Main Milestones
2017
The Ocean Conference
2015
Addis Ababa Action Agenda
Sendai Framework for Disaster Risk Reduction
Transforming our world: the 2030 Agenda for Sustainable Development
Paris Agreement
2014
SIDS Accelerated Modalities of Action (SAMOA) Pathway
2013
High-level Political Forum on Sustainable Development
2012
United Nations Conference on Sustainable Development, RIO +20: the Future We Want
2010
Five-year review of the Mauritius Strategy of Implementation: MSI+5
2005
BPOA+10: Mauritius Strategy of Implementation
2002
World Summit on Sustainable (WSSD) Rio+10: Johannesburg Plan of Implementation
1999
Bardados Programme of Action (BPOA)+5
1997
UNGASS -19: Earth Summit +5
1994
Bardados Programme of Action (BPOA)
1993
Start of CSD
1992
United Nations Conference on Environment and Development: Agenda 21
1987
Our Common Future
1972
United Nations Conference on the Human Environment (Stockholm Conference)
Creation of UNEP
Universal Sustainable Development Goals
Stakeholder Forum, 2015
The Sustainable Development Goals (SDGs) are intended to be universal in the sense of embodying a universally shared common global vision of progress towards a safe, just and sustainable space for all human beings to thrive on the planet. They reflect the moral principles that no-one and no country should be left behind, and that everyone and every country should be regarded as having a common responsibility for playing their part in delivering the global vision. In general terms, all of the goals have therefore been conceived as applying both as ambitions and as challenges to all countries. All of the goals and targets contain important messages and challenges for developed and developing countries alike.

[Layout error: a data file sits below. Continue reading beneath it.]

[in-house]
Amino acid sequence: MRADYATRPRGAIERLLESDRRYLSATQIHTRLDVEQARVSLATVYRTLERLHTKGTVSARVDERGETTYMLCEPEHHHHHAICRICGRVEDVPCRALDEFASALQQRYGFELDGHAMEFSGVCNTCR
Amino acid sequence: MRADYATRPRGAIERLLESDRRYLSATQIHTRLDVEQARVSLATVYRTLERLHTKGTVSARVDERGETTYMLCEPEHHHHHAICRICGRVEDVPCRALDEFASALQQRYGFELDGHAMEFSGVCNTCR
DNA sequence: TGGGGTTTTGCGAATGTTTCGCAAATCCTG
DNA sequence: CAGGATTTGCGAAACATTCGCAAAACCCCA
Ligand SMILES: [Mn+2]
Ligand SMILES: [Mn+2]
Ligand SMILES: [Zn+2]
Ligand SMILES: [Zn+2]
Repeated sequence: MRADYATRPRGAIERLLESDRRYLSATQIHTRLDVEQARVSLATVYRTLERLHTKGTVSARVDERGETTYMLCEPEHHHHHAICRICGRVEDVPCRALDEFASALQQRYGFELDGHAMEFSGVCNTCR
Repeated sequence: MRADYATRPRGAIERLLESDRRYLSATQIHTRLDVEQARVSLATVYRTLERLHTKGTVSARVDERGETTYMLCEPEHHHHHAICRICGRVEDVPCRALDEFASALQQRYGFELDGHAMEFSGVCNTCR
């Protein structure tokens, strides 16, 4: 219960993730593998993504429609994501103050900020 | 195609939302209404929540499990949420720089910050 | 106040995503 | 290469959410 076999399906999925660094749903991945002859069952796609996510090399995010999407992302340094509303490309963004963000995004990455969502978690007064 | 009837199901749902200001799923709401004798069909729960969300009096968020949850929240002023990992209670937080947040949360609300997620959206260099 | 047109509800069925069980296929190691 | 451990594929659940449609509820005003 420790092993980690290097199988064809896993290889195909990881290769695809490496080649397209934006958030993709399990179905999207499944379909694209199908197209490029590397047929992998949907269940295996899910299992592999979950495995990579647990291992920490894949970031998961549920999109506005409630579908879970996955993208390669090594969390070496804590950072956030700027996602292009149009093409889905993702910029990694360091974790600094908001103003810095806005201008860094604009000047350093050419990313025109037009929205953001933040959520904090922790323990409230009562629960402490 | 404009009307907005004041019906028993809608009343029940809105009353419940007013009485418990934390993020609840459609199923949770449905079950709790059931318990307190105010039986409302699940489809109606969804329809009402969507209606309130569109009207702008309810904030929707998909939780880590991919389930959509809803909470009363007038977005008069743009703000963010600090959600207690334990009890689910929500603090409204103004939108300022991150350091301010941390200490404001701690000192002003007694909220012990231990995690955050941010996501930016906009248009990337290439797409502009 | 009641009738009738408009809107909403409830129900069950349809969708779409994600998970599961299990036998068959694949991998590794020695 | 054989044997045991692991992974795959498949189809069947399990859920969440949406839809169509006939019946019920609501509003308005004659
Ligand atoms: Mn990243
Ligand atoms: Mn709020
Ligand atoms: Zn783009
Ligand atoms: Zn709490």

The different goals and targets will however represent different degrees of challenge and ambition for different countries depending on their present state of development and other national circumstances. So when it comes to implementation different countries will need to give different degrees of attention and effort to the different goals and targets, depending on where they stand in relation to them at present, their differentiated responsibilities and their different capabilities and resources. The balance between the social, economic and political effort needed to deliver the different objectives is also likely to be different in different countries.
Much of the international discussion in the formation of the SDGs has naturally and rightly concentrated on the pressing development needs of the developing countries and the support they will need from more developed countries and the international community in achieving the goals. Some of the individual goals and targets have been particularly shaped and calibrated to express the needs and aspirations of developing countries; and others express the responsibilities of the developed world to assist the development process in the developing world.

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